What is Chlamydia Trachomatis? Chlamydia Trachomatis Infection

Chlamydia Trachomatis Infection
Chlamydia Trachomatis Infection

Chlamydia trachomatis infection is caused by a bacterial infection that is transmitted through sexual contact. It is one of the most common sexually transmitted infections (STIs) and can cause a variety of symptoms, including discharge from the genitals and pain while urinating. In some cases, however, the infection can be asymptomatic, which means that people may not know they have it. If left untreated, chlamydia can lead to serious health problems, such as pelvic inflammatory disease and infertility. It can be treated with antibiotics.

Chlamydia often affects young women but still the chances of affecting women and men of all ages still remain. It’s not difficult to treat, but if left untreated it can lead to more serious health problems.

Symptoms of Chlamydia

In some people, chlamydia may be asymptomatic and shows no signs. But in most cases, it appears with common signs. The most common symptoms of chlamydia in men include discharge from the penis, pain or burning during urination and pain or tenderness in the testicles.

  1. Painful or burning sensation while urinating
  2. Discharge from the genitals (either clear, cloudy, or yellowish)
  3. Pain or discomfort in the lower abdomen or pelvic area
  4. Pain during intercourse
  5. Itching or redness around the genitals
  6. Swollen or painful testicles (in men)
  7. Rectal pain, discharge, or bleeding (in individuals who engage in anal sex)
  8. Heavy or irregular periods (in women)
  9. Bleeding or spotting between periods (in women)
  10. No symptoms at all (many individuals with Chlamydia may be asymptomatic)

Causes of Chlamydia

Chlamydia is caused by the bacteria Chlamydia trachomatis. The infection is spread through sexual contact with an infected person, including vaginal, anal, and oral sex. It can also be passed from an infected mother to her baby during childbirth. People who have multiple sexual partners or engage in unprotected sex are at a higher risk of contracting the infection. Chlamydia is often asymptomatic, so many people may not know they have the infection and can unknowingly spread it to others.

Risk Factors of Chlamydia

The following are risk factors for chlamydia infection:

  • Having unprotected vaginal, anal, or oral sex
  • Having multiple sexual partners
  • Having a history of sexually transmitted infections (STIs)
  • Being a young adult, as chlamydia is more common in people under 25
  • Being a woman, as they have a higher risk of developing serious complications from a chlamydia infection
  • Not consistently using condoms during sexual activity
  • Not getting screened regularly.
When to see a doctor?

In some cases, Chlamydia may be asymptomatic, but in most cases, it appears with signs like discharge from the vagina, penis, and rectum. You must consult a doctor if you have discharge from genitalia and pain during urination. Moreover, if you suspect your partner has symptoms, you must see a doctor to nip the disease in bud. The doctor will diagnose the condition after a complete examination, and prescribe related antibiotics to control it.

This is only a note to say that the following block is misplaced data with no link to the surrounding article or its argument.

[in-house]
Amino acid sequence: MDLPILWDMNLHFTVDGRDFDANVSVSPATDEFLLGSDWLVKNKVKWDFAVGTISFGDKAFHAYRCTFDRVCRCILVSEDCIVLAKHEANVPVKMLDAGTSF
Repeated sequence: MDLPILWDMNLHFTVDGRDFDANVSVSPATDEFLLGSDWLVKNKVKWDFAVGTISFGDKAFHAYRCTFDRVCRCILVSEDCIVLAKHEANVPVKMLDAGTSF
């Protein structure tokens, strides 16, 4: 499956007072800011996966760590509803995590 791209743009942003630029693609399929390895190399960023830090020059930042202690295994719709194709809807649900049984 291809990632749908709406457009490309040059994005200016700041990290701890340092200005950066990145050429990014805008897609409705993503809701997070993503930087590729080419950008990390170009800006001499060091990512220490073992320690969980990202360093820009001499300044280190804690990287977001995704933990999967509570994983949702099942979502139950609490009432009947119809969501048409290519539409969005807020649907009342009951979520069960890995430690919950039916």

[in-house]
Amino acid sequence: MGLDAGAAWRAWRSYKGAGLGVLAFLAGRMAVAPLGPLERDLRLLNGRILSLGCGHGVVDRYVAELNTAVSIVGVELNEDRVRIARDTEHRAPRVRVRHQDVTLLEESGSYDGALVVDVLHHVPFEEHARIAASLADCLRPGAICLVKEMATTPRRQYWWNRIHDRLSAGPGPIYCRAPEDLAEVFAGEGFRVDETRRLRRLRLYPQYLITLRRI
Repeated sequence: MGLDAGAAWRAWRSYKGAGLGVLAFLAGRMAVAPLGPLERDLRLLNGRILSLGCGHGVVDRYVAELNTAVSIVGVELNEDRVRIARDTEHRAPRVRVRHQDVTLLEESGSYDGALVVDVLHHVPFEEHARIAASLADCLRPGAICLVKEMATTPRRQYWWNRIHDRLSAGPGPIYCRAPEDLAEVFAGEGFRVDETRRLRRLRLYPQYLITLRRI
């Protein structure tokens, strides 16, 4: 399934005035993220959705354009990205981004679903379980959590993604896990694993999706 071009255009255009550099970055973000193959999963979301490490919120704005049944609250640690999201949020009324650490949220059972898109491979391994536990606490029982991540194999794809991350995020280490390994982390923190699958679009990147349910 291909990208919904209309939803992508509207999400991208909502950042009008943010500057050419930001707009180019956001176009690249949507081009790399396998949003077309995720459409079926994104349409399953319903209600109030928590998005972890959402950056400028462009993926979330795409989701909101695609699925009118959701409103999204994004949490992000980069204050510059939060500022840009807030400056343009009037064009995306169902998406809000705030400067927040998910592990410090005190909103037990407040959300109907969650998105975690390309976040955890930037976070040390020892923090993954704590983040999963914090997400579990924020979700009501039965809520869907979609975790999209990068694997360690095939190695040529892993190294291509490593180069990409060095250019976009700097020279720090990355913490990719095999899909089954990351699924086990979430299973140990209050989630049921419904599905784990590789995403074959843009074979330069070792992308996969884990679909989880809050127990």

Complications with Chlamydia

Chlamydia is a sexually transmitted infection (STI) caused by the bacterium Chlamydia trachomatis. If left untreated, it can lead to several complications, including:

  • Pelvic inflammatory disease (PID) in women: Chlamydia is an underlying condition for PID, which can cause damage to the fallopian tubes, uterus, and surrounding structures, leading to infertility, ectopic pregnancy, and chronic pelvic pain.
  • Epididymitis in men: Epididymitis is an inflammation of the epididymis (a tube located next to the testicles) that can cause pain, swelling, and in rare cases, infertility.
  • Reactive arthritis: Reactive arthritis is a type of inflammation that affects the joints, eyes, and urethra.
  • Risk of  Other STIs: An increased risk of contracting other STIs, such as HIV can be developed by Chlamydia.
  • Pregnancy complications in women: Pregnancy complications like premature delivery, low birth weight, and eye and lung infections in newborns can be caused by Chlamydia Trachomatis. The chlamydia infection can pass from the vaginal canal to your child during delivery, causing pneumonia or a serious eye infection.
  • Infertility. Chlamydia infections (even those that produce no signs or symptoms) can cause scarring and obstruction in the fallopian tubes, which might make women infertile.
  • Prostate gland infection: Rarely, the chlamydia organism can spread to a man’s prostate gland. Prostatitis can cause pain during or after sex, fever and chills, painful urination, and lower back pain.
  • Ectopic pregnancy. This occurs when a fertilized egg implants and grows outside of the uterus, usually in a fallopian tube. The pregnancy needs to be removed to prevent life-threatening complications, such as a burst tube. Chlamydia infection increases this risk.

It’s important to diagnose and treat chlamydia early to prevent these complications, which is why it’s important to practice safe sex and get regular STI screenings if you are sexually active.

Diagnosis of Chlamydia

Center for Disease Control and Prevention recommended Chlamydia screening and testing in